CC: That’s pretty powerful data and a pretty powerful argument about why we should start paying attention to creating community. So let’s talk about that a little bit because you’ve identified six pillars of community, and some of them actually kind of surprised me when I was reading it. And the first one is respect. I’d love to hear a little bit more about that one because I hadn’t thought about that. In terms of the way you shape community, can you tell us about what you found about that?

CP: Sure. Well, respect to me, it’s very tough to have a sense of community or a sense that you belong to a community. So why would I want to be a part of it if I don’t feel respected? So I think people desperately want to feel valued, appreciated, and heard. And that same data set of 20,000 people, the number one thing that moved the outcomes, like the leader behavior that mattered most was feeling respected. And that was more important than feeling recognized, getting useful feedback, even opportunities for learning and growth.

CC: Interesting.

CC: Yeah. I want to ask some more about what respect looks like. And I know that might seem like a silly question, but in some ways I could see that we all go, yeah, I respect other people, but maybe some of our behaviors or some of the things that we’re not aware of come out as disrespect. Were there things that you found in your work that you’d say, well, this is kind of an example of being disrespectful or how to shift that into being respectful?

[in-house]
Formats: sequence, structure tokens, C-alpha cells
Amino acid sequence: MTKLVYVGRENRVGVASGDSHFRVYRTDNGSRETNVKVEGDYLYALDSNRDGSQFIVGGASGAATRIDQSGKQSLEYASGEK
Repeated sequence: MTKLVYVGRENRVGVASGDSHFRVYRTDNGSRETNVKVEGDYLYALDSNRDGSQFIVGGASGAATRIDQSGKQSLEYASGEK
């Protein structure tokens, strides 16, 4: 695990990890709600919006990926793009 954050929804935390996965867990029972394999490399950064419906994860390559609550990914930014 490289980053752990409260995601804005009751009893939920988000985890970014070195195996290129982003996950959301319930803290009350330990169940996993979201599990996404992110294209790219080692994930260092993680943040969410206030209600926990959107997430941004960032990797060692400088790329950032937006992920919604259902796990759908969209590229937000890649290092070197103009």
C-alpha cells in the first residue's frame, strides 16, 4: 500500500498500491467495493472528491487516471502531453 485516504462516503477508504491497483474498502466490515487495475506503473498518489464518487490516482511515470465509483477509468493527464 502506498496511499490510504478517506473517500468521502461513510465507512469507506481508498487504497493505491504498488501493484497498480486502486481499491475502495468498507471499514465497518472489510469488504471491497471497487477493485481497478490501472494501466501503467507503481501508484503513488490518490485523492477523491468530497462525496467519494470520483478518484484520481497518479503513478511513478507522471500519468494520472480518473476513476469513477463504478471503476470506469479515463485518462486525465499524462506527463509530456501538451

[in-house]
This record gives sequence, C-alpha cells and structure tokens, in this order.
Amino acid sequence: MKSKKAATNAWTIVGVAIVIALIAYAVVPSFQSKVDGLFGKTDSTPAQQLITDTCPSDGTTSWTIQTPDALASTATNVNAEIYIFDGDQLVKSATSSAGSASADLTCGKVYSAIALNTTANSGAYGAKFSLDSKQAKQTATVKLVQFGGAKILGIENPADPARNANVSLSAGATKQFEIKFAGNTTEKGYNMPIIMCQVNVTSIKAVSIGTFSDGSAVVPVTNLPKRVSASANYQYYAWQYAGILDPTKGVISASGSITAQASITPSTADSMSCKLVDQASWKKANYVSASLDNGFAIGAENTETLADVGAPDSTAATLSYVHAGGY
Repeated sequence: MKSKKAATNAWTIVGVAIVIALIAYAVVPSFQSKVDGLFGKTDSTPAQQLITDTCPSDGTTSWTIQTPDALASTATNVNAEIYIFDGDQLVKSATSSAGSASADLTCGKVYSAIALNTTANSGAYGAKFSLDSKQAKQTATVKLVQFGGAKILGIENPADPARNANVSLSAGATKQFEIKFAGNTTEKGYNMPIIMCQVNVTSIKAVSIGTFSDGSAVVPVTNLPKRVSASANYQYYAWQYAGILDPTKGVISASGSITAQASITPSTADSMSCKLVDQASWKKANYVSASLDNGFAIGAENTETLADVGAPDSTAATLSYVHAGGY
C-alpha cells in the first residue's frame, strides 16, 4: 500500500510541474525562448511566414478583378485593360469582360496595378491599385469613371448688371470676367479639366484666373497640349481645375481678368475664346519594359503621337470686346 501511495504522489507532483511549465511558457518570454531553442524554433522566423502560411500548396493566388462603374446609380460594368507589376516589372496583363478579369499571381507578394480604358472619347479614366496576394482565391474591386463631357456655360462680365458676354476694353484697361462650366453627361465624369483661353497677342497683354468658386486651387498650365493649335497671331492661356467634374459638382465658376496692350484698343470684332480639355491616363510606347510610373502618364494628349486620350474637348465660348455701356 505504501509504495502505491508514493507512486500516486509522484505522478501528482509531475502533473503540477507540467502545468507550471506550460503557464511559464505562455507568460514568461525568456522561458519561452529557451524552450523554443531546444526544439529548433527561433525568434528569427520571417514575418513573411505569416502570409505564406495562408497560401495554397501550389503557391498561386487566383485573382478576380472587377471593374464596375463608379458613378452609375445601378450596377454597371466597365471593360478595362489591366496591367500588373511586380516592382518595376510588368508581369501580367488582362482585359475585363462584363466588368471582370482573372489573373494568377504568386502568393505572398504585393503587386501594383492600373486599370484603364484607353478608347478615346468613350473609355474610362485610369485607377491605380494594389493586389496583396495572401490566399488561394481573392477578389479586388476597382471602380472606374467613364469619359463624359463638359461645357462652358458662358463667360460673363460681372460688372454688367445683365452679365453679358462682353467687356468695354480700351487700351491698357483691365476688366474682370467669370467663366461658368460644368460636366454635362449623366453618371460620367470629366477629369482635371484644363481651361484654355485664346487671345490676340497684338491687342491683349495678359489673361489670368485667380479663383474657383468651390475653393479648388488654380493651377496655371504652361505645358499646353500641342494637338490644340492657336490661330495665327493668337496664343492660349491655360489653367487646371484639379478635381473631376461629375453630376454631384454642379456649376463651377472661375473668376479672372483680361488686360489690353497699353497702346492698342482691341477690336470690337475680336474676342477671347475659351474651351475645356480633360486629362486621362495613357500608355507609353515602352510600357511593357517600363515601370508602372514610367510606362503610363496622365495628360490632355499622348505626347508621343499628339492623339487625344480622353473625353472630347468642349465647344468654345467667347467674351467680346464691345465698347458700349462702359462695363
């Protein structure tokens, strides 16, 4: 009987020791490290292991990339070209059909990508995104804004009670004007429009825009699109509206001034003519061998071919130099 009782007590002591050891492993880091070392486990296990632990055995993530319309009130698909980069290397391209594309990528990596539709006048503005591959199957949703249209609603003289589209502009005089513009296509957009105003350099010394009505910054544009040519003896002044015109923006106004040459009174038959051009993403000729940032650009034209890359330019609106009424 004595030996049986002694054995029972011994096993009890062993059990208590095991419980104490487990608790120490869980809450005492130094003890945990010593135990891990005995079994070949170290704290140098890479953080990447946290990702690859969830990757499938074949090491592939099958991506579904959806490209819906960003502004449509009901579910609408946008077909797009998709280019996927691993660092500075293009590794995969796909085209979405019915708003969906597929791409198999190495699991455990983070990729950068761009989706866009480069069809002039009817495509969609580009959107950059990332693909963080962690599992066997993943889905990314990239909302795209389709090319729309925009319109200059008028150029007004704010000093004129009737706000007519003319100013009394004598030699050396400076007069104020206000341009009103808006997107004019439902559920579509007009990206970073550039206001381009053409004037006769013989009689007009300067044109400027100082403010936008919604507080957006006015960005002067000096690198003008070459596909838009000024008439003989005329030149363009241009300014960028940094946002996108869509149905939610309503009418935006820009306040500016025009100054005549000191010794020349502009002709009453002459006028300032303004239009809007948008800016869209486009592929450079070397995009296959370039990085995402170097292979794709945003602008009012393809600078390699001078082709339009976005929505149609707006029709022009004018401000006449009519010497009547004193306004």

CP: Yeah, I mean, you bring up an excellent point, which is the idea that this is all in the eyes of the beholder. So it’s not about bad people or bad intentions, I think it stems or ties to a lack of self-awareness. So we may be doing things where we feel like I’m trying to be, treat them with dignity or respect or I come into every interaction. I’m not looking to make anyone feel bad. And yet for leaders, it might be interrupting people, it might be multitasking such that you’re not looking at them while they’re trying to give you some really important news. It might be not asking how they are not tuning into them at all. So I would hear from graduates of really talented folks that they had left jobs because their boss would just blow by them in the hallway and they just thought, I’m working so hard for them, and they’re not even checking in with me, much less making eye contact. It mattered a lot. And so these basic things that we took for granted I think have been a little bit lost maybe these days.

CC: Yeah, it’s so interesting. I had a boss once, whenever I had to go into his office, he took every single phone call that came through and I’d be sitting there trying to talk to him, and the phone would ring, and then he’d pay attention to that. And I sat there for the longest time while it seemed like every other conversation in the world was more important than what I was trying to do with him. So I am sure we’ve all got plenty of examples that we can talk about that we’ve run into in our careers. Another topic that you talk about in terms of community is this idea of boosting wellbeing. And that was another one that I found kind of surprising, like, well, okay, how does that connect with the idea of creating community?